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|Education||University of Edinburgh|
|Alma mater||University of Tennessee|
|Institutions||University of California, Berkeley|
University of Hawaii at Manoa
Rosemary Gillespie is an evolutionary biologist and professor of Environmental Science, Policy & Management, Division of Insect Biology at the University of California, Berkeley. She was the President of the American Genetics Association in 2018  and was previously President of the International Biogeography Society 2013–2015. From 2011 to 2013 she had served at the president of the American Arachnological Society. As of 2020 the faculty director of the Essig Museum of Entomology and a Professor and Schlinger Chair in systematic entomology at the University of California, Berkeley. She is known for her work on the evolution of communities on hotspot archipelagoes.
Education and previous employment
She was born and raised in Scotland. In 1980, she received her B.SC in zoology at the University of Edinburgh, Scotland. Gillespie moved to the United States to study the behavioral ecology of arachnids at the University of Tennessee-Knoxville where she earned her Ph.D. She then worked with the University of the South, Sewanee, Tennessee. She went on to work as a postdoctoral researcher in 1987 at the University of Hawaii, working closely with The Nature Conservancy of Hawaii, based on the island of Maui. She took an appointment of Assistant Professor at the University of Hawaii at Manoa in 1992. She left Hawaii and moved to the University of California at Berkeley in 1999. As of 2002, Gillespie is the faculty director at the Department of Environmental Science, Policy and Management at UC Berkley.
Gillespie's research program is aimed at understanding what drives biological diversification, particularly at the level of populations and species. She uses islands of known age and isolation to assess the combined temporal and spatial dimension of biogeography and determine patterns of diversification, adaptive radiation, and associated community assembly with a focus on spiders and insects. Most of her work has been in the Hawaiian Islands, though she has also worked in French Polynesia, Fiji, Pohnpei, and Kosrae. Themes include adaptive radiation and community assembly on islands with emphasis on patterns of repeated evolution of similar forms, the rate of species accumulation and approach to equilibrium within an island system, and mechanisms of dispersal to the islands. Most of her work has been on spiders, in particular species in the genus Tetragnatha (Tetragnathidae). She also works on the evolution of diversity within species, with the primary focus here on color polymorphism in the Hawaiian Happy face spider which has evolved the same color polymorphism independently on different islands, and the research aims to uncover the molecular basis for the modification. She currently has a large program examining the importance of priority, sequence, abundance, and interaction strengths in determining how biological communities develop, and how this might render them resilient to intrusion by non-native species.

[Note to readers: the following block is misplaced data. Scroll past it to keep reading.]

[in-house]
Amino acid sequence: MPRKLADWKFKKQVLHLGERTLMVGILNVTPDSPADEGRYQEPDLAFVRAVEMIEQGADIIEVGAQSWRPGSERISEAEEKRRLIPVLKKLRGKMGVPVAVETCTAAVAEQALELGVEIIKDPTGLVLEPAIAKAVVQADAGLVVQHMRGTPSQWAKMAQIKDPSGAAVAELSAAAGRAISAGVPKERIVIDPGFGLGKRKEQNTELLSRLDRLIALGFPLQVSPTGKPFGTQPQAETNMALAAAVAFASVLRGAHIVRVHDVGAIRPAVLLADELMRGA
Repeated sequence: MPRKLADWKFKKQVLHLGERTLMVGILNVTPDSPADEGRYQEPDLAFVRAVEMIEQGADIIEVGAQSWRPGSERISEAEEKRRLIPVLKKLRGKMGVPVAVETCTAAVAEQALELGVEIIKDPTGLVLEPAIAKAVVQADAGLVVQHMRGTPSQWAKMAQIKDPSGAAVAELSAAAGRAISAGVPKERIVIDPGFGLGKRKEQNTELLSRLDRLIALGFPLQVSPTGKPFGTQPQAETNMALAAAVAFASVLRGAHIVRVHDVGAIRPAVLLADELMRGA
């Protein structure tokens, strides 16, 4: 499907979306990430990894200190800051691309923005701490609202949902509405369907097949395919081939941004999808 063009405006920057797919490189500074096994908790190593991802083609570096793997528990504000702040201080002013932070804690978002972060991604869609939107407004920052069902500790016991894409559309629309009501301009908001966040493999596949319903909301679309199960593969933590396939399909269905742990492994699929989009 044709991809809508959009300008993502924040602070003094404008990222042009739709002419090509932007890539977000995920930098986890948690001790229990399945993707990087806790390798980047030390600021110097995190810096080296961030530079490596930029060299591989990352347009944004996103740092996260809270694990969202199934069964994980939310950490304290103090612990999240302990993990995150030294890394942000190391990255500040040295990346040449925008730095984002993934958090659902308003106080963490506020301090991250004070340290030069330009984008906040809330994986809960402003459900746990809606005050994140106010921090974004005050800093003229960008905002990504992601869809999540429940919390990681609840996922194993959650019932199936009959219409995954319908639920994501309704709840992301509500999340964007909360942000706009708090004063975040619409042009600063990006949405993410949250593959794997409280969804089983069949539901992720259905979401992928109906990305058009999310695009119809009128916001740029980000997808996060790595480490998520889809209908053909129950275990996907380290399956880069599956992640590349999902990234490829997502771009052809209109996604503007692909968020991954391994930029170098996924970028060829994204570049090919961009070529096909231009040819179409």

Gillespie led "Exploring California Biodiversity" (2003-2016), a National Science Foundation (NSF)-funded museum and field-based outreach program focused on graduate fellows and high-school/middle-school students in minority-dominated urban schools in the Bay Area. The project forged connections between the university and the surrounding community, enriching K-12 science education, and training graduate students to be better communicators of science. Prior to moving to UC Berkeley she was part of an effort for Using Hawaii's Unique Biota for Biology Education, an NSF program that worked with underrepresented Pacific Island students. She also led or co-led several programs to encourage participation of underrepresented minorities in higher education, including an NSF-funded Undergraduate Mentoring in Environmental Biology program that encouraged Pacific Islander undergraduates to undertake field and laboratory research in biology. She was awarded NSF's Presidential Award for Excellence in Science, Mathematics, and Engineering Mentoring (PAESMEM) in Nov 2005.